| ||Michael Bloom |
Organizational Effectiveness and Learning
The Government of Canada has done the right thing in approving the Nexen and Progress Energy deals, and in setting out guidelines to govern foreign takeovers and investments by state-owned enterprises (SOEs) in Canadian companies. The government’s actions reflect the Conference Board’s long-held view (based on analysis) that SOE investments need to be viewed through different criteria than other mergers and acquisitions. The decisions are a “win” for Canadian enterprise and its international investors–current and potential–and a “win” for Canada as a country.
From the perspective of investors, the decisions allay market concerns about lack of transparency over foreign investment reviews and concerns on the part of potential investors on how and/or whether to proceed. The clarifying guidelines to the Investment Canada Act covering investments by SOEs and the restatement of the government’s policy on foreign takeovers (notably in the resource sector) have answered many investors’ questions.
Simultaneously, the government’s decision to approve the Nexen/CNOOC and Progress/Petronas deals makes it clear that Canada values its economic relationships with China and Malaysia and calms concerns that Canada might no longer be “open for business.”
From a national perspective, Prime Minister Stephen Harper made the accurate observation that “purchases of Canadian assets by foreign governments through state-owned enterprises are not the same as other transactions” because they “may go well beyond ... commercial objectives.” This differentiation protects Canada’s national interests.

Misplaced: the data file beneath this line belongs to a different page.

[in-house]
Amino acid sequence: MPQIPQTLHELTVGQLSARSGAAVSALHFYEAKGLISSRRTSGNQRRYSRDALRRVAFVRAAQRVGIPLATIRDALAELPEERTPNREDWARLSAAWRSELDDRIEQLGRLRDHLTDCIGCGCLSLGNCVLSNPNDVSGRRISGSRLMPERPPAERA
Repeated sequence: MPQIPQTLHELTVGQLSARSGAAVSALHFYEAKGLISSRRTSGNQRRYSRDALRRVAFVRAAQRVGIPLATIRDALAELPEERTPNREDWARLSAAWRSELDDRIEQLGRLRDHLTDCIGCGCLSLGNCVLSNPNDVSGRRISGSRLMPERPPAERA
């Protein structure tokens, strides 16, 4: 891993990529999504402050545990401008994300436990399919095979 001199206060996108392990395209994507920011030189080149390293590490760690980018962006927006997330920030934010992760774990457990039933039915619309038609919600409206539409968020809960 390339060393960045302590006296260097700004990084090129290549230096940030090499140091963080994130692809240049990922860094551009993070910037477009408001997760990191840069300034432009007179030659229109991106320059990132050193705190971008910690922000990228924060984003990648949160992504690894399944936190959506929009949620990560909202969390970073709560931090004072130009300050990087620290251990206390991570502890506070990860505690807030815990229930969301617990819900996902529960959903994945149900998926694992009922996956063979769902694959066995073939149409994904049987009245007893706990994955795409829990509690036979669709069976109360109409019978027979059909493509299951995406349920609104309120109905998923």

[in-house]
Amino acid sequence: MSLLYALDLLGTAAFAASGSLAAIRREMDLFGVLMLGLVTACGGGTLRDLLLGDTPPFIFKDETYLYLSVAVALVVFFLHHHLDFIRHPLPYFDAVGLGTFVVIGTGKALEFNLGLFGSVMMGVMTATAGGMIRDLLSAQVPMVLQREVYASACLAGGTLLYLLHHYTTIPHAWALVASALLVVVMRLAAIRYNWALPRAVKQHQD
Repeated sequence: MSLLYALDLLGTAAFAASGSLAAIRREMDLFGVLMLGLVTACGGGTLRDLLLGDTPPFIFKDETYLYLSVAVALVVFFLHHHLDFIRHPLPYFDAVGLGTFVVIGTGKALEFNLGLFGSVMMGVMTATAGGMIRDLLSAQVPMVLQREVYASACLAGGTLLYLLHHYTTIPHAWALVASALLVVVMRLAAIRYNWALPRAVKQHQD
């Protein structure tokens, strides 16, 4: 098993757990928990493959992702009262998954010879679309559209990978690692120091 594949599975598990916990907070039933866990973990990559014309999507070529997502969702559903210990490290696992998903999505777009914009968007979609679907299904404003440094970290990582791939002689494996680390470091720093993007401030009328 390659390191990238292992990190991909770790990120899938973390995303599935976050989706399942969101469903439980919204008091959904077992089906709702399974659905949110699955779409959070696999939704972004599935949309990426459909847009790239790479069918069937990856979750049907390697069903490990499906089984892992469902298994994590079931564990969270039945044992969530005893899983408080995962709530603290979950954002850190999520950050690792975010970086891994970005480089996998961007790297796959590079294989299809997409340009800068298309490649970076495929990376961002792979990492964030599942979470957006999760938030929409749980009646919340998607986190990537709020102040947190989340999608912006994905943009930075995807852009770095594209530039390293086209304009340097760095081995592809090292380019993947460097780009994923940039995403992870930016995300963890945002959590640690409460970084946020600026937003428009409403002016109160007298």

The Conference Board is on record as saying that takeovers by SOEs need to be treated differently than deals involving privately owned companies because commercial decisions could be politically driven. The acquisitions and subsequent behaviours of SOEs could upset the proper functioning of markets, to the detriment of consumers, Canadian businesses, and the country as a whole.
What did we learn in the announced policy and guidelines? What are their impacts?
On the positive side, the policies and guidelines added much-needed clarity on how the Government of Canada will assess the merits of each proposed acquisition by an SOE. It is our opinion that the six stated criteria are comprehensive and touch on many of our major concerns about national competitiveness. In addition, the guidelines make explicit the commitments (“undertakings”), required as part of any deal, that are vital to buttressing Canadian interests (e.g., appointment of Canadian independent directors).
One area of concern for some players is that these changes will put a speed bump on the highway of capital entering Canada, notably for the capital-intensive resource sector, thereby slowing or reducing investment in this critical sector.
While this is a legitimate concern, the Investment Canada Act guidelines are unlikely to do much long-term damage to foreign investment as long as many other avenues are still open. SOEs can still make substantial equity investments in Canadian resource companies, provided that their overall position does not constitute a controlling interest. Chinese SOEs have already taken advantage of this investment route and will continue to do so. Importantly, there is no change in the ability of privately owned foreign companies to make acquisitions or investments in the Canadian economy.
More work still needs to be done in order to achieve the desired goal of representing Canadian interests. The government will need to add more precision to the undertakings for these deals, such as the proportion of Canadian directors on the board, the percentage of the stock float that is listed on Canadian markets, and the number and location of senior managers. However, the government must be recognized for approving these deals and for articulating clearly the conditions under which it will accept foreign investment in the future.